Situational Awareness: 12 Things You Need to Know

Situational Awareness 12 Things You Need to Know via Preparedness Advice

This morning I have been thinking about situational awareness and how my perspective has changed over the years. Twenty plus years ago before I retired, I was very aware of what went on around me.  Situational awareness was something that was foremost in my mind.

Today I have come to the conclusion that without the constant reminders that we used to receive, I have dropped my guard to a large degree. This is a mistake, and I need to step up my game and pay much more awareness to situational awareness. In the town in which I live, homelessness is becoming a problem and street crimes are up. The demographics of a given town or neighborhood can change dramatically within a matter of months, and all of a sudden, the home you grew up in can be smack dab in the middle of “the bad part of town.”

If there was one book all women, in particular, should read, it’s this one by a former CIA Operations Officer, Street Smarts for Women. It contains chapter after chapter with information about situational awareness, reading people’s body language for danger, and a lot more. I’ve even recommended it to my teen son.

In my own life, I have used the following strategies to stay aware of the people and events around me. Basically, it is knowing what is occurring around you and using the information to avoid trouble.

  • Never sit with your back to the door in public buildings. Make sure you have an unobstructed view of who is approaching you, preferable with your back to the wall.
  • Always know where the exits are.
  • When walking down the city street, know who is behind you. You can often use the store windows to see behind you. Always watch your back.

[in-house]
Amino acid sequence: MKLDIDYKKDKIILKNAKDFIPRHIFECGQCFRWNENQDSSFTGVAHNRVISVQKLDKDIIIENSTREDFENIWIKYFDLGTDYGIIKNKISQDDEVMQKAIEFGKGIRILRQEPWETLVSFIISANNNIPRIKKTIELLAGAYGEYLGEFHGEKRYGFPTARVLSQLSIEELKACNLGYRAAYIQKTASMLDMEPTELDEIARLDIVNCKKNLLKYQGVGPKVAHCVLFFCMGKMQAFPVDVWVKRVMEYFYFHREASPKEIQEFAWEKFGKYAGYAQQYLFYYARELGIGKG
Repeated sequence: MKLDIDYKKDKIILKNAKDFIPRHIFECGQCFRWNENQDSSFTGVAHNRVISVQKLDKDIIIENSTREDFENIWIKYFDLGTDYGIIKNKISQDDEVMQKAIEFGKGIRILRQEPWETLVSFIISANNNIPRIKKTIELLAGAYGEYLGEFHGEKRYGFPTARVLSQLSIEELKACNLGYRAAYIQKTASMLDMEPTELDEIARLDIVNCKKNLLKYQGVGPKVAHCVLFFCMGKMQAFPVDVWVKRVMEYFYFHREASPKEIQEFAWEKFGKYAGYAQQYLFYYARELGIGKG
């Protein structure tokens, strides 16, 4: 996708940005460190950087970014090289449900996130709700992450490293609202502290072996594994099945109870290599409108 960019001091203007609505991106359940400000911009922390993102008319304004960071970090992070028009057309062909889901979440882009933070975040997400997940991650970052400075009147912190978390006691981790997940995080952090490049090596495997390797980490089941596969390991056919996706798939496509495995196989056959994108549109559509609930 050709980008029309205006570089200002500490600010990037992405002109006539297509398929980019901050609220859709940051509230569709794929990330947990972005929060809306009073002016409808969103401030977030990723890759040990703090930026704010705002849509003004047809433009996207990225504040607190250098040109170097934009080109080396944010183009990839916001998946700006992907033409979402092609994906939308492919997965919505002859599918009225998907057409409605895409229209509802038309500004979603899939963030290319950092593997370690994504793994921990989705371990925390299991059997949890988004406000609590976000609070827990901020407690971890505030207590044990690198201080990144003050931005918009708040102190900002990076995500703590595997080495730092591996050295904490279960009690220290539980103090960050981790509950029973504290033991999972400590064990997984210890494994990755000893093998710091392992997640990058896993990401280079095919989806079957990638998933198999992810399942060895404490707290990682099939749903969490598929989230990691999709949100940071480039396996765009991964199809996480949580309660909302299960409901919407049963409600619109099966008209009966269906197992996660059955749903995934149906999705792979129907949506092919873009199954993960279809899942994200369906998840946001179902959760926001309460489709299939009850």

• Don’t be obviously looking over your shoulder, but pay attention to somebody who is. That is unusual.
  • Pay attention to anything out of the ordinary.
  • Feel free to profile. It may not be kosher for the TSA or some law enforcement units, but as a citizen, if there are individuals who make you feel unsafe for any reason, quickly find a way out of the area.
  • Don’t walk around looking at your cell phone. Some guy in southern California was so engrossed in his the other day that he walked off a cliff.
  • It is not just people you pay attention to, it’s also objects that are out of place. Example: what about that strange backpack sitting on the street corner?
  • Know what is normal in the area you are at. If anything or anyone seems out of place, take notice.
  • Look for people who are acting pushy, authoritative, overbearing, uncomfortable or just out of place.
  • Watch the hands. If people are armed with a gun or a knife, they will often pat the area to be sure it is still there.
  • Don’t assume women are “safe”. These three sure weren’t.
  • If you see a dangerous situation starting, don’t be afraid to walk away and call someone.
  • When you are driving, pay attention to your rear and see if anyone is following you.

Now this is very basic information and it sounds simple, but to get good at it you need to practice.  Most people start out by trying to have their head on a swivel and end up attracting attention. Don’t be obvious. When you leave an area, talk to your wife or children and see what they noticed. You can make a game of this. Don’t look like you are paranoid, but at the same time, be a little paranoid. I intend to start paying more attention to what is going on around me; I suggest that you do the same.

Updated by Noah, 12/19/16.

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11 Responses to Situational Awareness: 12 Things You Need to Know

  1. Ed Harris says:

    Most important is to recognize that threats exist. Ignorance or denial, tuning out in a public place, make quick threat recognition and and avoidance impossible. Apathy, denial and complacency often are deadly. Individuals must take responsibility for their own security. Big Brother resources are scary, but the authorities cannot stop criminal action, but only respond. Therefore, people need to look out for themselves and their neighbors.

    Another important piece of mindset is learning to trust your “gut” or intuition. Often your subconscious will notice subtle danger signs that your conscious mind has difficulty reasoning. People who are victimized frequently experience vague feelings of danger prior to an incident, but ignore them. A threatening person not making an immediate move or who wanders off quickly after making eye contact does not mean there was no threat.